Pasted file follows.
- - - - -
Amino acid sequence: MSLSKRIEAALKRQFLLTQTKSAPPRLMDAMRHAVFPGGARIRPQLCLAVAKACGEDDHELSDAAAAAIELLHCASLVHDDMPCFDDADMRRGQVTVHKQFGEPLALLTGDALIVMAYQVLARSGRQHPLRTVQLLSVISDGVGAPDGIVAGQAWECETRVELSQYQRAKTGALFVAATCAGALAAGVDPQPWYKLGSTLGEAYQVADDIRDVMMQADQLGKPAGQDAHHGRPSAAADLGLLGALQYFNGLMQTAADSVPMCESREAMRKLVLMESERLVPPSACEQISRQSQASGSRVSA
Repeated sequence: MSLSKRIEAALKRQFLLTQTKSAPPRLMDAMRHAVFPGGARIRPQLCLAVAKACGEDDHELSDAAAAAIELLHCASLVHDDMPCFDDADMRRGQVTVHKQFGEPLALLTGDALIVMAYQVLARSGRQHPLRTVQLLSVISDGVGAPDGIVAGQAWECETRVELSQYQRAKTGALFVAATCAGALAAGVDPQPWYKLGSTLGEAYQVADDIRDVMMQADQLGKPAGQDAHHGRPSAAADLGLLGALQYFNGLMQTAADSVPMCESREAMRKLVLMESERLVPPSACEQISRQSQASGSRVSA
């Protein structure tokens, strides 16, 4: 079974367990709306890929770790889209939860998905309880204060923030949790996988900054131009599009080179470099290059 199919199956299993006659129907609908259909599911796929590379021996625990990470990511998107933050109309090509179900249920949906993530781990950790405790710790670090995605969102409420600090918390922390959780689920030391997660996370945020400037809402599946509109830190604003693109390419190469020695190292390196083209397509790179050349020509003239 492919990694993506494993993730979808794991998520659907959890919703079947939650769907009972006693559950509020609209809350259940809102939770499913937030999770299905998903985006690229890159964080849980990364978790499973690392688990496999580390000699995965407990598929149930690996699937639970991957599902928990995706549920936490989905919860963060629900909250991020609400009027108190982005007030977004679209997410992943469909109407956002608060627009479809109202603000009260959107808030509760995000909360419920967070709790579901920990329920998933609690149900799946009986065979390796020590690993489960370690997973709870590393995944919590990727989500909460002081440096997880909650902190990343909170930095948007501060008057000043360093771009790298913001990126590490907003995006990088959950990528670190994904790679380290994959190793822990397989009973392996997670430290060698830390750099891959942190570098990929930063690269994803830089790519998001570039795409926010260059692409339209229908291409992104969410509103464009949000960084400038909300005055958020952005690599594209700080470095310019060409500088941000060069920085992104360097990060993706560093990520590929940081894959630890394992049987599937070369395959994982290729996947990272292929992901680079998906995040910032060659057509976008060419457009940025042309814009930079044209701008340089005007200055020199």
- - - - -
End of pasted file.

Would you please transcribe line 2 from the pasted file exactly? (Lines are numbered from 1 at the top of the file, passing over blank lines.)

Repeated sequence: MSLSKRIEAALKRQFLLTQTKSAPPRLMDAMRHAVFPGGARIRPQLCLAVAKACGEDDHELSDAAAAAIELLHCASLVHDDMPCFDDADMRRGQVTVHKQFGEPLALLTGDALIVMAYQVLARSGRQHPLRTVQLLSVISDGVGAPDGIVAGQAWECETRVELSQYQRAKTGALFVAATCAGALAAGVDPQPWYKLGSTLGEAYQVADDIRDVMMQADQLGKPAGQDAHHGRPSAAADLGLLGALQYFNGLMQTAADSVPMCESREAMRKLVLMESERLVPPSACEQISRQSQASGSRVSA